Monday, June 15, 2015

Murder Hoboing as Reaction.

I’ve long ponder on why player characters reverting to “murder hobo” behavior is so common in RPGS. One reason is surly the “now you see it, now you don’t” nature of module presentation the other I suspect is the information vacuum that many a PC is stuck inside.

The “now you see it, now you don’t” nature of module design is a situation wherein this really dangerous and hopefully rewarding situation is “discovered” and the race is on to resolve the situation but the a situation had to relevance previously and has little impact once resolved (beyond piles of gp, experience points, and a few magic items).  The Haunted Tower of Chilling Doom just wasn’t relevant until the adventure hook is noted and pursued by the players and once it’s challenges are overcome, foes slain, and loot hauled off The Haunted Tower of Chilling Doom is irrelevant again. The events matter (briefly) but the place doesn’t, the whole situation is a transient excuse for the events with no significance beyond the occurrence of those events.

The information vacuum is another beast seldom recognized by RPG DMs. The information vacuum is caused by the manner and breadth of information presented to the players and how that information relates. I know the concept may seem curious to many a GM who has spoken for several minutes to a room full of players and lavishly presented a host of information and then seen vacant stares, freshly made dice towers, and a couple questions that have little or nothing to do with what was just said. Players are searching for little bits of information that are relative to their goals and ambitions for their PCs if they don’t see those little bits, well they don’t see anything, it’s effectively a vacuum.

Resolving the problem of the information vacuum and “now you see it, now you don’t” may both go hand in hand with making the game better for the players and maybe tame some of the murder hoboing in a campaign.  Adventure locations have to remain relevant and GM oratory should have some use beyond window dressing.

Adventure locations remaining relevant is a tricky matter until you stop and consider: why wouldn’t someone want to take over The Haunted Tower of Chilling Doom once the grues and hoojums have been cleared out. Possibly having to sneak in again adds reason to mapping the place the first time around and players are rewarded for having paid attention and treated the location as relevant beyond begin container for some experience points. If the PCs get to keep the place for themselves it retains relevance. The desire to wander away and treat each place and NPC as a transient foil or root to greatness for PCs may reduce the inclination to go Murder Hobo.

The information vacuum is hard to recognize but it’s there. If the payer doesn’t know the answer to questions like “what’s this place smell like?”, “how warm is it?”, “how high is the ceiling?” when they think about it then in all actuality it really just isn’t there to many of them, they have an empty canvas they have to fill with action and without direction provided by information that direction can be wandering and murderous. Now don’t drown the players in information but pepper them with it as needed, consider relevance and how things can be built on; leave room for players to question and build on the nuggets of information doled out let the rich tapestry be built by GM and player instead of presenting an information drop that will be ignored in the main keep the information fresh and relevant part of a scene the players are part of instead of someone’s home vacation slide show no one really want to see.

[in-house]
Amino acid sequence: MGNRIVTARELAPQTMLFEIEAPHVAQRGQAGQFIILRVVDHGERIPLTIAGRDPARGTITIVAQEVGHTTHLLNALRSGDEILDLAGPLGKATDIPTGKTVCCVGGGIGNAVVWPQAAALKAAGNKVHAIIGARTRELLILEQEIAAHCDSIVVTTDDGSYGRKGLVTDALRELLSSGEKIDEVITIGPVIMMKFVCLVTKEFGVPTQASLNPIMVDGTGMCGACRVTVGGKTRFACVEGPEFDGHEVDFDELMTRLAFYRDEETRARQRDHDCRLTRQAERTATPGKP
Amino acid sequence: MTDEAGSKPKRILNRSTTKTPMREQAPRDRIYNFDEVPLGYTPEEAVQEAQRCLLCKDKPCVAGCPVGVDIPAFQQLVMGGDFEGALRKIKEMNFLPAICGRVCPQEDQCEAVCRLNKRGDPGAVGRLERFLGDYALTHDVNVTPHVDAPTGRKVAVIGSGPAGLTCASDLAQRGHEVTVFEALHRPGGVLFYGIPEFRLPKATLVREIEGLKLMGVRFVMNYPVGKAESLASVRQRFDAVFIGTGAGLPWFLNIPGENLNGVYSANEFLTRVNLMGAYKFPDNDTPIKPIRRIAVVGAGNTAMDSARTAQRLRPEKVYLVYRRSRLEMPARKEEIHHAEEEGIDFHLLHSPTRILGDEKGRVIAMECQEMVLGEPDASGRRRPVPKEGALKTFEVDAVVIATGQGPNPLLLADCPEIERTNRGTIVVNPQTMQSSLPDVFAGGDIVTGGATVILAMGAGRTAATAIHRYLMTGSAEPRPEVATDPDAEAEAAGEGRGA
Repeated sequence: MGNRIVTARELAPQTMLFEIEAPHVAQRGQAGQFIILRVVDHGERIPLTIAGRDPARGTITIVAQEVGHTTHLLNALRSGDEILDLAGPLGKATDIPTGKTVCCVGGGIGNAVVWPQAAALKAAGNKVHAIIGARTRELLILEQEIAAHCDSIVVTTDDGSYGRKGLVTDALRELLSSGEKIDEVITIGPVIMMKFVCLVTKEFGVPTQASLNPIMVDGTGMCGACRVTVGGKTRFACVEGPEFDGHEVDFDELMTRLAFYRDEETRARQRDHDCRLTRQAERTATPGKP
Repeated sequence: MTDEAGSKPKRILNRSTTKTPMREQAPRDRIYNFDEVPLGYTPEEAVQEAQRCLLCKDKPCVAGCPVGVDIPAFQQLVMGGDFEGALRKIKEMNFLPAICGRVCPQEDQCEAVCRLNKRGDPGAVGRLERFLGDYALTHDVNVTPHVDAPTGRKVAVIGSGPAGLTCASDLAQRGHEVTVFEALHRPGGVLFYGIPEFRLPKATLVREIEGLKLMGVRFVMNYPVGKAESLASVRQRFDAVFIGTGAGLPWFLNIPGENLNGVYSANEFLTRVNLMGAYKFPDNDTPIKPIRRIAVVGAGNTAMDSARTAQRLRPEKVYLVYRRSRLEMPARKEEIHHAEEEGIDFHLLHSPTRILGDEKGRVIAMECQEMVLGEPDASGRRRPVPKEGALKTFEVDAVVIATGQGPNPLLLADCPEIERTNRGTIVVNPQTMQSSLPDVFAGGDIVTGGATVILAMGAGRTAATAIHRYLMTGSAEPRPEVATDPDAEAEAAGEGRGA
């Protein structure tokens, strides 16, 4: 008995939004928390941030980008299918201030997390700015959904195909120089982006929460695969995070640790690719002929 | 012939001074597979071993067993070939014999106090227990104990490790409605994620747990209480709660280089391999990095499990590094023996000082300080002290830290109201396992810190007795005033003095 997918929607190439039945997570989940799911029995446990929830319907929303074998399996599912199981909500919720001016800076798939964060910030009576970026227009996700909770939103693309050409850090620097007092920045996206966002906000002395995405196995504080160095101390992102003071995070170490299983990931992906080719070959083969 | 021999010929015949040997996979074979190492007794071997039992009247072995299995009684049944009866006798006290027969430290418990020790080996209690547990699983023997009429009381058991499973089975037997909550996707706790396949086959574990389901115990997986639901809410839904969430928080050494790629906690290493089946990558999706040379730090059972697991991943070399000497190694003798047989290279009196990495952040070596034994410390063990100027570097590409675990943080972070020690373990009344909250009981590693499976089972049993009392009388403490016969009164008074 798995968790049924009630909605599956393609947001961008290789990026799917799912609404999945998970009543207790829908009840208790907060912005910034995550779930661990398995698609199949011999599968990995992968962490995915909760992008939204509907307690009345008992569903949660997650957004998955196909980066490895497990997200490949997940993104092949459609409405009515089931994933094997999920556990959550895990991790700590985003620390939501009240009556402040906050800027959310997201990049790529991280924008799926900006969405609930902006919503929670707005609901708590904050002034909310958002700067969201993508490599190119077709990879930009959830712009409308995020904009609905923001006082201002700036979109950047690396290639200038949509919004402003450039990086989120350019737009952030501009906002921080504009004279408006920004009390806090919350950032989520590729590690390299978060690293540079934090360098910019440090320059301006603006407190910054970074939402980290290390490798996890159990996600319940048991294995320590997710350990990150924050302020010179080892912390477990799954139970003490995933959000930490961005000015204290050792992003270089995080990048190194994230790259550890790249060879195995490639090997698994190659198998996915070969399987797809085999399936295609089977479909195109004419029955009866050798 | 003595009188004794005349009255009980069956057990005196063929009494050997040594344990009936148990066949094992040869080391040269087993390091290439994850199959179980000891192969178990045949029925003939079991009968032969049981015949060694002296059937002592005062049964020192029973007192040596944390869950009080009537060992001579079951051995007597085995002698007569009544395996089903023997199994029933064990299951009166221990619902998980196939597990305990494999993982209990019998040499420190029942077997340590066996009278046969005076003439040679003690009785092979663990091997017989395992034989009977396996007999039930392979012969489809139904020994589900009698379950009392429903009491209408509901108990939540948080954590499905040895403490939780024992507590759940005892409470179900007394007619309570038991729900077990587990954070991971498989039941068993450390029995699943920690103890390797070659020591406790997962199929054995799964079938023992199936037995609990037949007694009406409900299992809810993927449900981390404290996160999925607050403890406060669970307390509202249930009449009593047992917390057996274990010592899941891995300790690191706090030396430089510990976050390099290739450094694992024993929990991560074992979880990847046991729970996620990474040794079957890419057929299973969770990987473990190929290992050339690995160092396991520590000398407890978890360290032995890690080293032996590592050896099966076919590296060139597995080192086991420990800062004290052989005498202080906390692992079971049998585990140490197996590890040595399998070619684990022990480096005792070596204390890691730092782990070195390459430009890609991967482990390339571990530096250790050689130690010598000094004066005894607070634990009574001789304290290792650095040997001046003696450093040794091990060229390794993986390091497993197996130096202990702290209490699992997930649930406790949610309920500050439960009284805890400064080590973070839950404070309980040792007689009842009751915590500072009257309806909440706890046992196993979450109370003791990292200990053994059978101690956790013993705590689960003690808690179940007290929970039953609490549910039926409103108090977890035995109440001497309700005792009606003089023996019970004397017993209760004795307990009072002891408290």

All murder hoboing surely isn’t the cause of adventure presentation and information vacuum but begin aware of the two issues may allow a GM to motivate players to do more than fumble about a campaign bringing death and destruction wherever possible in the name of more experience points.


  1. I think these are the primary roots:

    1. The game world is fictional, and therefore there is no inherent ethical consideration for its inhabitants.

    2. Therefore, if there are no consequences for the PCs' actions (either short- or long-term), you've functionally eliminated all ethical consideration. A lot of GMs don't do consequences, or handle them poorly so that the players are experiencing inconsistent feedback/punishment (which has been shown to create behavioral chaos in animals and humans alike).

    3. The murder-hobo behavior is, in fact, rewarded in many games. So you can often end up with a consistent carrot (mechanical rewards) and an inconsistent stick (the GM failing to implement consequences). The result is predictable.

    4. Finally, in a lot of games the only sure mechanical solution to a problem is "kill it". This mechanical default is significant all by itself, but when you couple it with a GM who is trying to railroad the players, the players will often take control over their fate by pushing the mechanical button they can control.

    And what you're talking about ends up addressing a lot of these roots.

  2. "Murder hoboing" is the natural result of a poorly run game. You can tell the game is poorly run if you have an information vacuum, if the players are allowed to do whatever the crap they want without regard for rational consequences, if the only player agency is in the form of the "Kill it!" response, etc.

    That being said, I have to make a contrary claim: sometimes it's okay for the players to play the game as it was originally written. Sometimes the players enter a dungeon with the understanding that there will be no consequences for their actions beyond the immediate risk/reward mechanics of the game. And that's okay. That is a social contract that we should be careful about changing, lest we change the very nature of the game we play.